ENJOYING EACH OTHER 263
1. Tennis shoes.
2. Baseball bat.
3. Baseball glove.
4. Fishing tackle. I
5. Bathing suit or swimming suit (full suit).
6. Book or magazine.
7. Any musical instrument, with music.
The Camp Site
All experienced campers agree in the main on what an ideal site for a summer camp for boys is. Therefore, Richardson and Loomis say, we will assume that the Scoutmaster has done his best to secure a place that meets all the following conditions:
1. High, well-drained land with loose, sandy subsoils, at least ten feet above rock or hard-pan.
2. Abundant supply of clear, pure drinking water either from running spring or artesian well near by.
3. Secluded, and at a considerable distance from summer resorts, colonies of "bungalow" campers, villages, picnic-grounds, and cemeteries.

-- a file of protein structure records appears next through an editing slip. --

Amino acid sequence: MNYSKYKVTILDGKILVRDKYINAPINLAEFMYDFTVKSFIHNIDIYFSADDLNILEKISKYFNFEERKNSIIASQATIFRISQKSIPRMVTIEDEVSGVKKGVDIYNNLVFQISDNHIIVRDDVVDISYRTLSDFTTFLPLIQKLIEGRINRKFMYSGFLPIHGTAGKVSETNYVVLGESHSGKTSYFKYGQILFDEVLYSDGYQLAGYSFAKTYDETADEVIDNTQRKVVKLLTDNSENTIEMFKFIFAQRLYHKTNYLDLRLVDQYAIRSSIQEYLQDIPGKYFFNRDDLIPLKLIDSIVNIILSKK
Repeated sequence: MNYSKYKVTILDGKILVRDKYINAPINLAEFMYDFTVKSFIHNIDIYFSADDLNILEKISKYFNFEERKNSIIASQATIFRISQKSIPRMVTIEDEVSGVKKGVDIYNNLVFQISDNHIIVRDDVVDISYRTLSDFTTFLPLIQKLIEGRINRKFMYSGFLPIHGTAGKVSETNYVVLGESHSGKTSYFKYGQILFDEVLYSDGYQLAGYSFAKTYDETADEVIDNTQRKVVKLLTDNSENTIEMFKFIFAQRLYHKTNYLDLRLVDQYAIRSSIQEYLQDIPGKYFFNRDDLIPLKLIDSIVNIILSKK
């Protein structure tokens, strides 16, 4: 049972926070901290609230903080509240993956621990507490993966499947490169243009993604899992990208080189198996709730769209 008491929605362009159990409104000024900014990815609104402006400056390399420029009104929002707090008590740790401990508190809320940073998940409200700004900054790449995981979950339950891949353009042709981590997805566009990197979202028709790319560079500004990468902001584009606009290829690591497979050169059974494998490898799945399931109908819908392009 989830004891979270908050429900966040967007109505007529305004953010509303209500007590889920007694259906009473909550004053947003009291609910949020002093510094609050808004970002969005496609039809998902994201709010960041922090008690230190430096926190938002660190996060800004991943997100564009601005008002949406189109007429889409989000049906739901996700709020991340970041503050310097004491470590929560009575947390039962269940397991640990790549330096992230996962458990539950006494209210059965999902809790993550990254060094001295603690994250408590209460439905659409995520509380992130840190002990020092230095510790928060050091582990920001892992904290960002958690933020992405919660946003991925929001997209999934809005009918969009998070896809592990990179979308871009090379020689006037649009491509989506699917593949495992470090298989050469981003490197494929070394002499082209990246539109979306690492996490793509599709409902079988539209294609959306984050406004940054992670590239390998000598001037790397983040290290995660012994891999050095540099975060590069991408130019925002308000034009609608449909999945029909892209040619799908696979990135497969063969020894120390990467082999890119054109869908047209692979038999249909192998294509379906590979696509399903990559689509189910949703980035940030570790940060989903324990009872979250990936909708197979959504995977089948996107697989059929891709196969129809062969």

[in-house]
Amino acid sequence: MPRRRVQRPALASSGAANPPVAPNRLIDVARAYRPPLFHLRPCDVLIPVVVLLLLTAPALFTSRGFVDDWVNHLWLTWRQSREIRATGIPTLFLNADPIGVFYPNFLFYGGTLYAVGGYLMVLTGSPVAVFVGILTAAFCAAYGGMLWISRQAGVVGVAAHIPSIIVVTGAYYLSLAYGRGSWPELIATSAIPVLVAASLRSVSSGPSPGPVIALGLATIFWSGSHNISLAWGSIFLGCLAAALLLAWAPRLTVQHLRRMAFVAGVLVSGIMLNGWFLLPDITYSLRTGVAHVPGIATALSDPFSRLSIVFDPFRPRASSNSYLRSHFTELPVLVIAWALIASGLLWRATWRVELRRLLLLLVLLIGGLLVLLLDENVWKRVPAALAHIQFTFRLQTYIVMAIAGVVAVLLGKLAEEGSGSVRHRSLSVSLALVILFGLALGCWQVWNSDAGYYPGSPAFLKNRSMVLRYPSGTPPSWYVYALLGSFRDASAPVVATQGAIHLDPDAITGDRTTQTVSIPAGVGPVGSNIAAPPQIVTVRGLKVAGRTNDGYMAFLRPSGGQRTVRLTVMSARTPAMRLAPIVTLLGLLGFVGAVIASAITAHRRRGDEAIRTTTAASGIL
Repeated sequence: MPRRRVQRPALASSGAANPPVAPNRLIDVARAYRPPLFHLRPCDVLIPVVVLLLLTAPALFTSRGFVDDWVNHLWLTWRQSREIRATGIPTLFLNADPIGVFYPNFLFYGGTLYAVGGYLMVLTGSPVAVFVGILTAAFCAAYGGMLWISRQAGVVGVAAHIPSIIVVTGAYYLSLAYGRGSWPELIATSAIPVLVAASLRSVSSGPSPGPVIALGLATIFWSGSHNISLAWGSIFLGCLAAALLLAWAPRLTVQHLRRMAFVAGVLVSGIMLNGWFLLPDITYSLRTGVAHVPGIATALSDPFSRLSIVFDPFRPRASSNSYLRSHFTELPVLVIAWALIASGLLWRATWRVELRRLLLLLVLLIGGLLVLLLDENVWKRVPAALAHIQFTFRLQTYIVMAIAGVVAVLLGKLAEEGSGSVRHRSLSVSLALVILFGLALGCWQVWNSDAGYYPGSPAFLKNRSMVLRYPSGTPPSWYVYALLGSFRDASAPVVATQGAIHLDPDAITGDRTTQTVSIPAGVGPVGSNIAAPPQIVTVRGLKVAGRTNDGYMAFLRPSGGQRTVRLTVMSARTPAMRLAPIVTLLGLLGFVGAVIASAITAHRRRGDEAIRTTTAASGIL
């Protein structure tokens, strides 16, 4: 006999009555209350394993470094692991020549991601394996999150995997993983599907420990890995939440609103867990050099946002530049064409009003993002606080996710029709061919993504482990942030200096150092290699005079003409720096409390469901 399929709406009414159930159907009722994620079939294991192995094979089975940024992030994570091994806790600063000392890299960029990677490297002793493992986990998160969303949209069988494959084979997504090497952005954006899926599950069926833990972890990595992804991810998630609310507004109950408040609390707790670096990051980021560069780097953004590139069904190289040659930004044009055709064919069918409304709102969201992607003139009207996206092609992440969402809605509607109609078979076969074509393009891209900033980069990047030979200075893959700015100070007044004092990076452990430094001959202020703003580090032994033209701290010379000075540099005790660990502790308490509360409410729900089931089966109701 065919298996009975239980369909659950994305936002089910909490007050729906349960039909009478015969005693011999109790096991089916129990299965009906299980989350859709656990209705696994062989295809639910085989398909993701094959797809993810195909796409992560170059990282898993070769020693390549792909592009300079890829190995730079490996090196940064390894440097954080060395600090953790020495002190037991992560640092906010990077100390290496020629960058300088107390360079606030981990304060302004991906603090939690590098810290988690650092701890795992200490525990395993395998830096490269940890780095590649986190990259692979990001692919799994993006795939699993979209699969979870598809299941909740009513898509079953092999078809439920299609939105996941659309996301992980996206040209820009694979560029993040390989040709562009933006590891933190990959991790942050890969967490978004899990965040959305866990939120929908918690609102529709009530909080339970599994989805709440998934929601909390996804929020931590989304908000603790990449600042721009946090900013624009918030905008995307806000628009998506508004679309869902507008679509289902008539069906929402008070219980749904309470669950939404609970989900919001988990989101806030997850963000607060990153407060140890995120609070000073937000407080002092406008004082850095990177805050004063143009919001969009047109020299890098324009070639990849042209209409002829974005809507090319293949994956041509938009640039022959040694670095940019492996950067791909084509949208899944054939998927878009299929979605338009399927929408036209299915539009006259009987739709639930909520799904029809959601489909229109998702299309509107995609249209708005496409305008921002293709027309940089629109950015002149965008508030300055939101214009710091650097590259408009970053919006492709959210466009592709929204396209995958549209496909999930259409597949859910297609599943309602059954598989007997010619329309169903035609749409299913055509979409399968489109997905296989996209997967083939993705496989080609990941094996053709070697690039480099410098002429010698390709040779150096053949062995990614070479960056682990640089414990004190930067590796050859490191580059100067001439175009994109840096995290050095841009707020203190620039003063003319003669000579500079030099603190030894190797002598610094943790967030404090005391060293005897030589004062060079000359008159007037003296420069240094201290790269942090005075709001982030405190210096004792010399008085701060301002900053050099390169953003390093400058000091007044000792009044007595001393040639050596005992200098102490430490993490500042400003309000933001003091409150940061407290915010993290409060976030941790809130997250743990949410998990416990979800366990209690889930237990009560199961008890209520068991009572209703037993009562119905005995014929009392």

4. Within cheap transportation range of food markets, including dairy and vegetable farms.
5. Near a clean body of water, where swimming, fishing, and boating are possible, but distant from marshes and low, wet land.
6. Free, in so far as possible, from mosquitoes, black flies, midgets, gnats, and other noxious insects.
7. Surrounded by vegetation—not too dense or luxuriant but sufficiently high to afford shade, some shelter, and much natural beauty.
These taken together constitute an ideal camp-site.
What to Eat
This is not a cook-book, and those who go camping will need the advice and directions of their mothers anyhow. The following items, selected mostly from Gibson's "Camping for Boys," and from our own experience, will prove useful as suggesting the articles of food most easily prepared by the amateur: